One of the more important areas, and one that is close to the Brown’s heart, is stewardship. As a third-generation family business, Brown sees his role as “borrowing the company from the next generation. We are stewards of our clients and their money, but we are also stewards for the future generation.”
Following his move to CEO, Brown had a baptism of fire with the company. Miller Electric Company was locked into what Brown describes as one of the worst contracts in its history. The project was a large hotel addition and renovation project, with a general contractor, an owner and an unfamiliar construction type.
It was born out of the recession, where key errors were made and not recognised until the project was well underway.
“After we realised this was a catastrophic financial project, we had to rally a lot of the team together to finish the job,” says Brown.
Following the completion of the project, Brown and his team pulled together and made several key decisions that set up the company for the one it is today, one that works with the right clients and truly values its employees.
“We really picked apart the elements of what made that such a terrible contract and realised that they were buying our work as a commodity,” he says.
This has forced the company to shift its focus onto finding and working with customers that value and appreciate that long-term approach to quality and trusting relationships. It was this very moment that saw the core values of the company established, with Brown, his executive team and all employees to gain a better a richer understanding of the company.
“It allows us to build a cohesive strategy, where we know we are working towards the same goals and everybody has that consistent goal and consistent roadmap to achieve that goal,” he says.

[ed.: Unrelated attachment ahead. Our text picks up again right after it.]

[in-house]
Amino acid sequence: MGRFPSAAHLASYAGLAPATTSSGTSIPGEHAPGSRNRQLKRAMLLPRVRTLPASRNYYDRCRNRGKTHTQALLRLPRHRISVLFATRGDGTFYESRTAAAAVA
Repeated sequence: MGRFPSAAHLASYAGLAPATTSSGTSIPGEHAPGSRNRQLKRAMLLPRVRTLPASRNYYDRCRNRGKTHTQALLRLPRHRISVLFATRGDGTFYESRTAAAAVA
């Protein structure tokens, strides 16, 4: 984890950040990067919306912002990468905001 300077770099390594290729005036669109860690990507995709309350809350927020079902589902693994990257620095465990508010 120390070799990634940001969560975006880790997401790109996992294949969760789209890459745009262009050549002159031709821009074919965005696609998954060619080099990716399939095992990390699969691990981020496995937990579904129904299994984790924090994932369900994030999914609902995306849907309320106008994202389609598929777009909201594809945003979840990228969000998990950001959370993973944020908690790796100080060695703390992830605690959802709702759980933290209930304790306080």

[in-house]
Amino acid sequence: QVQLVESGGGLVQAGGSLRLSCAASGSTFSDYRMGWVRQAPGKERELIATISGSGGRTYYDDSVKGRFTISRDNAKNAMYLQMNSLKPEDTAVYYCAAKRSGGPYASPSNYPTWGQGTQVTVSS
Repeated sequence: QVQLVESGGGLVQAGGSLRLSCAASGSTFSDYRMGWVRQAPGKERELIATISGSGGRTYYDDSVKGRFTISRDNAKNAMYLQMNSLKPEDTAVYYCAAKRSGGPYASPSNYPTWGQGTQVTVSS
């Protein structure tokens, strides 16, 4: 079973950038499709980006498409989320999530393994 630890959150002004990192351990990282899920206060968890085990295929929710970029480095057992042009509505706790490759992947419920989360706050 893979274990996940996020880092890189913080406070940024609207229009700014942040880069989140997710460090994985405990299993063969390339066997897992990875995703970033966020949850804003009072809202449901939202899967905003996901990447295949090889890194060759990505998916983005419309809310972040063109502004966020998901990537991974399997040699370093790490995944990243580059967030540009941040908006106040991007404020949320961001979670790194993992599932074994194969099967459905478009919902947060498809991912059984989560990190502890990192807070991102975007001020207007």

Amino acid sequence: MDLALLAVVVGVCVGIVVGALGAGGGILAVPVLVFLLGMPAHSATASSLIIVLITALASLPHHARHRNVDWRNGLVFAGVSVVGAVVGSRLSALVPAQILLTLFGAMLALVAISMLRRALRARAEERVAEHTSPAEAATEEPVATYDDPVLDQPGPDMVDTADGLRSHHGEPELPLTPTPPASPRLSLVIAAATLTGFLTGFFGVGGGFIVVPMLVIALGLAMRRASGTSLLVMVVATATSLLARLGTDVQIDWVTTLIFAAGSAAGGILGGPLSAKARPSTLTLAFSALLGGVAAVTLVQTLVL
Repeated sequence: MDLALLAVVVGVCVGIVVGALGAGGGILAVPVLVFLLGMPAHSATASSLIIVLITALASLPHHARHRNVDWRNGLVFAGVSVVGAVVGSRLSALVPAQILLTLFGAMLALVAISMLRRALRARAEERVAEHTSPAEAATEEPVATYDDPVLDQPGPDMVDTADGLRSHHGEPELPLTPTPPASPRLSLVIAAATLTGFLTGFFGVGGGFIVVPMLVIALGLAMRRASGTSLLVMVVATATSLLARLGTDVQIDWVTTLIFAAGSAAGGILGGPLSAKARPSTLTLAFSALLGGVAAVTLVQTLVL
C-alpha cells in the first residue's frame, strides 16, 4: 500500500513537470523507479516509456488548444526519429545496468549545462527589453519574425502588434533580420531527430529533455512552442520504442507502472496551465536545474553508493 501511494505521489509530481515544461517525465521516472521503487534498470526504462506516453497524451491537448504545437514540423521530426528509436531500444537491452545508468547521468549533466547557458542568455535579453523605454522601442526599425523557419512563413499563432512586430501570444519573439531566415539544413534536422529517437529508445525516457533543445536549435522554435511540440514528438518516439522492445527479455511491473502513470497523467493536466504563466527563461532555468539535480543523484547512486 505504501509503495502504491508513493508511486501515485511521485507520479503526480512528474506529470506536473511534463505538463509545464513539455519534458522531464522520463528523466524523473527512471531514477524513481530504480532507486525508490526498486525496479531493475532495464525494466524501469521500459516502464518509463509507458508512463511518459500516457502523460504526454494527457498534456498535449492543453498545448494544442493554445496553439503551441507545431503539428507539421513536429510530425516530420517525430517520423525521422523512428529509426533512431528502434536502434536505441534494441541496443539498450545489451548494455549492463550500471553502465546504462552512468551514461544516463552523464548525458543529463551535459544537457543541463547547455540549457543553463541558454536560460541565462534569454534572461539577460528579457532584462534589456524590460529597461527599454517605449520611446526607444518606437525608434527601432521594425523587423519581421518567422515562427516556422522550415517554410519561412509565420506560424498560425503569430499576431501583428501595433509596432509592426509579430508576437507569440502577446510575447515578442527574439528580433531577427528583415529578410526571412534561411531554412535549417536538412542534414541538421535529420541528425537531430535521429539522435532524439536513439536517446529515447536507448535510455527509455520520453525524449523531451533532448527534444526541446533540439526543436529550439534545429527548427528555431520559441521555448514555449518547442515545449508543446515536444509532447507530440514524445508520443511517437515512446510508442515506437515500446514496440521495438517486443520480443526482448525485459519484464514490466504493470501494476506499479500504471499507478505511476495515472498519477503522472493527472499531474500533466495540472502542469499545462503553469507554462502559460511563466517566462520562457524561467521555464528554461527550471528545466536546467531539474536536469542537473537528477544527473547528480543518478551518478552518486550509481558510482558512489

Following such a major challenge and pivotal moment in the history and future of the company, a pathway was paved towards a leaner, smarter and more successful business. For Brown, over the last five years, Miller Electric Company has developed a number of key clients across 40 states at any given time. The major clients from five years ago are still a part of the portfolio, but they have been joined by new clients that fully appreciate and buy into the long-term trusting approach to quality.
Clients now use their working relationship with Miller Electric Company as a standard for relationships in their respective industries. This standard is a testament to Miller Electric’s quality of delivery, commitment to the core values and appreciation of the client.
“They use our relationship as a test to see if our model works in new markets, and in turn they take us with them. That in itself is a major win for us,” he says.
Miller Electric Company is a company that empowers its employees, approaching their careers with the same long-term approach as it does with their clients. The transparent open book relationship creates a culture of connectivity; the employees know exactly where they stand and how much they are valued by the leadership.
In the construction industry, finding the right people with the right talent is often recognised as the biggest constraint to growth. As a third-generation company, Miller Electric Company has second and even some third-generation employees on its books.
“This dedication and loyalty goes both ways creating employees that will go above and beyond for the client,” Brown says.
The challenge then, is replicating that committment going into the future. This is where partnerships with the International Brotherhood of Electrical Workers (IBEW) and the National Electrical Contractors Association (NECA) comes in with an apprenticeship programme, the Electrical Training Alliance that looks to create skilled employees to fill the skills gap.
“We invest heavily in our relationships with the IBEW and NECA, and in the Electrical Training Alliance. Our company president, David Long, focuses most of his time and energy on these industry relationships because we know they are a large part of our past and future success. As early as the apprenticeship program, we look for employees who can be leaders in the company. From foreman in the field, superintendents, or even employees moving into project management roles and executive ranks, many of them begin their career in the apprenticeship” Brown says.